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San Diego hospitals overwhelmed by coronavirus test demand and staff shortages

Dr. Eric McDonald, San Diego County's chief medical officer, speaks to members of the media on Monday.
Dr. Eric McDonald, San Diego County’s chief medical officer, speaks outside a testing center in City Heights on Monday. Those with mild COVID-19 symptoms or no symptoms should not go straight to ERs, he said.
(Ariana Drehsler / For the San Diego Union-Tribune)

When their emergency departments get really busy, hospitals often go on diversion status, which means they are significantly reducing their ambulance traffic to buy time to handle the crush of patients already sitting in their waiting rooms.

But as the number of patients arriving for care in San Diego County continued to increase Monday, almost all emergency rooms were on diversion, a rare situation in which sending ambulances elsewhere no longer made sense. Nobody had any extra capacity.

The dire situation was made clear in a memo obtained by the San Diego Union-Tribune and sent by the county emergency services office to all hospitals at 2:45 p.m. The memo indicated that San Diego County emergency department “capacity is exhausted,” with more than 80% of all civilian hospitals in the region already diverting ambulances.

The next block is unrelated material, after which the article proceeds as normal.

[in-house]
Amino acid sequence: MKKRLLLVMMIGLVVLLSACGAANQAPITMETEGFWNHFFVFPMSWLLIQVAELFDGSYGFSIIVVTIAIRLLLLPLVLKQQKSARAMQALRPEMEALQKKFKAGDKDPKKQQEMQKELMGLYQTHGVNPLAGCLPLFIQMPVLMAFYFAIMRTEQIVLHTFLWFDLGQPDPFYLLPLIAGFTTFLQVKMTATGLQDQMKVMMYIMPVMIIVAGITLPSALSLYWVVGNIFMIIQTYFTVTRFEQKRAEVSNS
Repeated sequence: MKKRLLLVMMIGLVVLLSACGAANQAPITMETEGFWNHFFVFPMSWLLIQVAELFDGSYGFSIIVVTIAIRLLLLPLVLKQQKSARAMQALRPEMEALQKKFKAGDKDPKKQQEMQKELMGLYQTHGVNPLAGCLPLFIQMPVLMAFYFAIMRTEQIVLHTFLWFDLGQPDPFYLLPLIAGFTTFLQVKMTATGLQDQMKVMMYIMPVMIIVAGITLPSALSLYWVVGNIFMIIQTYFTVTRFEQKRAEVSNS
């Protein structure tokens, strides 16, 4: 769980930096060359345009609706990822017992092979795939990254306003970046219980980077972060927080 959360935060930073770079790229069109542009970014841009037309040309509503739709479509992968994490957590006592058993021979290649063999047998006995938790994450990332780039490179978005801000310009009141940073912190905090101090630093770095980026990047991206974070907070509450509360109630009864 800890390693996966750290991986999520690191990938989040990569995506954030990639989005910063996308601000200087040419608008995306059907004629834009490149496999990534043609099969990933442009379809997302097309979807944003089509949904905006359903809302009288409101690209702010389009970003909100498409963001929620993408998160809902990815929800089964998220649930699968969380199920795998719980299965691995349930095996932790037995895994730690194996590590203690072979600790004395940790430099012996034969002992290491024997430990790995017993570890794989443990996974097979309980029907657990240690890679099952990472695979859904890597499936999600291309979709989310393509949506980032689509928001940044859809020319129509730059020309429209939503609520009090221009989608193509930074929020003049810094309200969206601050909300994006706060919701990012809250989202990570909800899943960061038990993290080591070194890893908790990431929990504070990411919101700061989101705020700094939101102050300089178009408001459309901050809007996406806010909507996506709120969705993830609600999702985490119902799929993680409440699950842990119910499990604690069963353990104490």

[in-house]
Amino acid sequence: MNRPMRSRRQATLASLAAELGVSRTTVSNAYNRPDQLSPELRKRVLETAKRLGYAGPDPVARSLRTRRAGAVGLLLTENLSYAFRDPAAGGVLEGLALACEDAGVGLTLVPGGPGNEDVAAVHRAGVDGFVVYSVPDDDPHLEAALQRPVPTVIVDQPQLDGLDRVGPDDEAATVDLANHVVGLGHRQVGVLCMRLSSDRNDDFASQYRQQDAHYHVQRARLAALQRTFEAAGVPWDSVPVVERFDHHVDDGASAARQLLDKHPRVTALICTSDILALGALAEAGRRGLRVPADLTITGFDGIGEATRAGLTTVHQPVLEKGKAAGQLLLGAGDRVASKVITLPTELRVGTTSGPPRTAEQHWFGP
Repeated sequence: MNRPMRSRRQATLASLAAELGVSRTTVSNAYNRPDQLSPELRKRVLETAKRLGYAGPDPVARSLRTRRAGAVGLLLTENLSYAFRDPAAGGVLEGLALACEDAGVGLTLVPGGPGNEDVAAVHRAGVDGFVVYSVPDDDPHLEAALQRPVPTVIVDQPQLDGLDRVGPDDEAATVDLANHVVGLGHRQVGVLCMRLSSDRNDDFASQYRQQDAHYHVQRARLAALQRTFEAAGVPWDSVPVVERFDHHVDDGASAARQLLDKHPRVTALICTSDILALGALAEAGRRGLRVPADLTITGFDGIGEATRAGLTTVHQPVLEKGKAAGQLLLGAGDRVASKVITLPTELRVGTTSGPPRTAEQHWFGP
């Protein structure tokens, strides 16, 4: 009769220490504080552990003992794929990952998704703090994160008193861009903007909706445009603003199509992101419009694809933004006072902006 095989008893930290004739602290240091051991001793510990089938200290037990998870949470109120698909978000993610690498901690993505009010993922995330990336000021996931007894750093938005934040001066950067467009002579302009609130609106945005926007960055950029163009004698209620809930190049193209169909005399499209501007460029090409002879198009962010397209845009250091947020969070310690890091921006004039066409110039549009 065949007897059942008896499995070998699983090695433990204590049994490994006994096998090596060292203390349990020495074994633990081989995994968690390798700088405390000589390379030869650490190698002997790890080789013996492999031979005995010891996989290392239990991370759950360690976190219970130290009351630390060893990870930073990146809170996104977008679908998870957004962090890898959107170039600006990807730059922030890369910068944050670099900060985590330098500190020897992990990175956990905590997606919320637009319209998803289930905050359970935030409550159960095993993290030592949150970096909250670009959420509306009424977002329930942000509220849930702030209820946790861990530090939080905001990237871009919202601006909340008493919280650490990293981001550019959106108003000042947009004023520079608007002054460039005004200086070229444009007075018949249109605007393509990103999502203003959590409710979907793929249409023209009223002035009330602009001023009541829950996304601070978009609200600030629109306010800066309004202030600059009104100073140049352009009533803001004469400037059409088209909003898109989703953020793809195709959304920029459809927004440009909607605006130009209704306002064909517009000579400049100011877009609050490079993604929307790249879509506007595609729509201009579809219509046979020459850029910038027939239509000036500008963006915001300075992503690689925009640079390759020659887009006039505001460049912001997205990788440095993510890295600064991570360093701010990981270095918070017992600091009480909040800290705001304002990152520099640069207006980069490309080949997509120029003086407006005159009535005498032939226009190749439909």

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The bulletin warned that emergency services personnel should expect “very long” waits to offload patients.

Monday brought the region’s highest single-day new case total, with 8,313 positive coronavirus tests reported to the county health department. Earlier in the day, county public health officials said the region’s total number of hospitalized COVID-19 patients had reached 600, far fewer than the 1,800 seen during the same time last year when vaccines were only just being rolled out.

Roughly two-thirds of patients who have tested positive at the four hospitals run by the L.A. County Department of Health Services were admitted for something other than the coronavirus.

Dr. Eric McDonald, the county’s chief medical officer, said hospitals are prepared to handle a coming surge, though staffing was a concern.

“It appears now that our staff, our supplies and our structure at our healthcare systems will be able to handle that stress, but there is always some uncertainty,” McDonald said, speaking outside a county testing center in City Heights.

That’s not to say, however, that the increase in patients, especially those flooding emergency rooms, is going to go away quickly.

“At the present time, I think that things will worsen before they improve,” McDonald said, adding that those with mild COVID-19 symptoms, or no symptoms at all, should not go directly to hospital emergency rooms for testing or care.

But many are.

Dr. Ghazala Sharieff, chief medical officer at Scripps Health, said the health system’s emergency rooms were so full at midafternoon that many patients, most without COVID-19, were waiting for beds to open up so they could be admitted.

“We have 82 patients holding across our emergency departments for a bed, and 16 of those are COVID-positive,” Sharieff said.

A big part of the problem, Scripps officials said, is a large number of skilled staffers testing positive for the coronavirus and being unable to work. Scripps Mercy in Hillcrest, for example, had to cancel several surgeries Monday and planned to delay at least seven more Tuesday due to COVID-related absences among those who work in its operating rooms.